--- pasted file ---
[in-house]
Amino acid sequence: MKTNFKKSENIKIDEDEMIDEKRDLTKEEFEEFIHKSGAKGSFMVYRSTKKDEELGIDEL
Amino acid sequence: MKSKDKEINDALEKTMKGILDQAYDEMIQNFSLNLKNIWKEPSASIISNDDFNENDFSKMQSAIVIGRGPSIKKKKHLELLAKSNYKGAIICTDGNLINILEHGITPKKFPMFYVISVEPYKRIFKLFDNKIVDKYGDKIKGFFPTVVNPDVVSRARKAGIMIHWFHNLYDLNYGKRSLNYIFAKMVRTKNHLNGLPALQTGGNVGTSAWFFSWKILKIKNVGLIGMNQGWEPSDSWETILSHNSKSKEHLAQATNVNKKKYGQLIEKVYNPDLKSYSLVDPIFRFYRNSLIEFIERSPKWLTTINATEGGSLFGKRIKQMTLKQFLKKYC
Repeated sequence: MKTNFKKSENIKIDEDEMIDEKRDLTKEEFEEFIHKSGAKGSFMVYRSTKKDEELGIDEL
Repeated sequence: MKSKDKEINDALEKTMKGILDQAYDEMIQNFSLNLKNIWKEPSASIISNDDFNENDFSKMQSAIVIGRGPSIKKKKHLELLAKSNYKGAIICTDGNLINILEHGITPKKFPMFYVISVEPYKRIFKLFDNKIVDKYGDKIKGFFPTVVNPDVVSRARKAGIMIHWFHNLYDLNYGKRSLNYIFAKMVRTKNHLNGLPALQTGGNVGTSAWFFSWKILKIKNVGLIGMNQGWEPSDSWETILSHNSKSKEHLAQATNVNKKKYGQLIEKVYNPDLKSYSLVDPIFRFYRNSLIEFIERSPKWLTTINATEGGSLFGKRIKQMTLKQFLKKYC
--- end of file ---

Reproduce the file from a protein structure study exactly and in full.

[in-house]
Amino acid sequence: MKTNFKKSENIKIDEDEMIDEKRDLTKEEFEEFIHKSGAKGSFMVYRSTKKDEELGIDEL
Amino acid sequence: MKSKDKEINDALEKTMKGILDQAYDEMIQNFSLNLKNIWKEPSASIISNDDFNENDFSKMQSAIVIGRGPSIKKKKHLELLAKSNYKGAIICTDGNLINILEHGITPKKFPMFYVISVEPYKRIFKLFDNKIVDKYGDKIKGFFPTVVNPDVVSRARKAGIMIHWFHNLYDLNYGKRSLNYIFAKMVRTKNHLNGLPALQTGGNVGTSAWFFSWKILKIKNVGLIGMNQGWEPSDSWETILSHNSKSKEHLAQATNVNKKKYGQLIEKVYNPDLKSYSLVDPIFRFYRNSLIEFIERSPKWLTTINATEGGSLFGKRIKQMTLKQFLKKYC
Repeated sequence: MKTNFKKSENIKIDEDEMIDEKRDLTKEEFEEFIHKSGAKGSFMVYRSTKKDEELGIDEL
Repeated sequence: MKSKDKEINDALEKTMKGILDQAYDEMIQNFSLNLKNIWKEPSASIISNDDFNENDFSKMQSAIVIGRGPSIKKKKHLELLAKSNYKGAIICTDGNLINILEHGITPKKFPMFYVISVEPYKRIFKLFDNKIVDKYGDKIKGFFPTVVNPDVVSRARKAGIMIHWFHNLYDLNYGKRSLNYIFAKMVRTKNHLNGLPALQTGGNVGTSAWFFSWKILKIKNVGLIGMNQGWEPSDSWETILSHNSKSKEHLAQATNVNKKKYGQLIEKVYNPDLKSYSLVDPIFRFYRNSLIEFIERSPKWLTTINATEGGSLFGKRIKQMTLKQFLKKYC